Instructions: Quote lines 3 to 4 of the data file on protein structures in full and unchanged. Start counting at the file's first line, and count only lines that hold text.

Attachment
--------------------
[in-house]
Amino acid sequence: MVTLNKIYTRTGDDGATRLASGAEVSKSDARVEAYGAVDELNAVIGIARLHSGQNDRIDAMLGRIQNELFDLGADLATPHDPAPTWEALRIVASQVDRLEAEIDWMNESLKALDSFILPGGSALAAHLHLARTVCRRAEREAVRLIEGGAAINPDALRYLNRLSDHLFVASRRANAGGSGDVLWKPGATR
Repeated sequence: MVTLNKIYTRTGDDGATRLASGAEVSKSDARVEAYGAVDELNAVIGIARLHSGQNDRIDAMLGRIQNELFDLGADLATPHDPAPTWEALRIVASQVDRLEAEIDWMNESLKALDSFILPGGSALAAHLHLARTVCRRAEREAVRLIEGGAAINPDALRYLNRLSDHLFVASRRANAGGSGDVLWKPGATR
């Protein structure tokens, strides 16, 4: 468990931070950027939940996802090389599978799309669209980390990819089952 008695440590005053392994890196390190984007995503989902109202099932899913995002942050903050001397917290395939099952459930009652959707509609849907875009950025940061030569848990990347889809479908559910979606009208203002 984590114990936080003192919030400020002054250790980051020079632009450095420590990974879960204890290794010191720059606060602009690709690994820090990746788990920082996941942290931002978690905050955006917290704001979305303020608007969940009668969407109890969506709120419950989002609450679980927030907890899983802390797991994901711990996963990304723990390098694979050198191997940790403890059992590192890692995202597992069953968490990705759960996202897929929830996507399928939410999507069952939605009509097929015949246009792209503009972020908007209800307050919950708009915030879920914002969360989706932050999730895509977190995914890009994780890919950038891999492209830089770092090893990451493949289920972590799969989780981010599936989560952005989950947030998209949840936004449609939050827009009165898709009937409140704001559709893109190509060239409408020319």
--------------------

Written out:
Repeated sequence: MVTLNKIYTRTGDDGATRLASGAEVSKSDARVEAYGAVDELNAVIGIARLHSGQNDRIDAMLGRIQNELFDLGADLATPHDPAPTWEALRIVASQVDRLEAEIDWMNESLKALDSFILPGGSALAAHLHLARTVCRRAEREAVRLIEGGAAINPDALRYLNRLSDHLFVASRRANAGGSGDVLWKPGATR
């Protein structure tokens, strides 16, 4: 468990931070950027939940996802090389599978799309669209980390990819089952 008695440590005053392994890196390190984007995503989902109202099932899913995002942050903050001397917290395939099952459930009652959707509609849907875009950025940061030569848990990347889809479908559910979606009208203002 984590114990936080003192919030400020002054250790980051020079632009450095420590990974879960204890290794010191720059606060602009690709690994820090990746788990920082996941942290931002978690905050955006917290704001979305303020608007969940009668969407109890969506709120419950989002609450679980927030907890899983802390797991994901711990996963990304723990390098694979050198191997940790403890059992590192890692995202597992069953968490990705759960996202897929929830996507399928939410999507069952939605009509097929015949246009792209503009972020908007209800307050919950708009915030879920914002969360989706932050999730895509977190995914890009994780890919950038891999492209830089770092090893990451493949289920972590799969989780981010599936989560952005989950947030998209949840936004449609939050827009009165898709009937409140704001559709893109190509060239409408020319």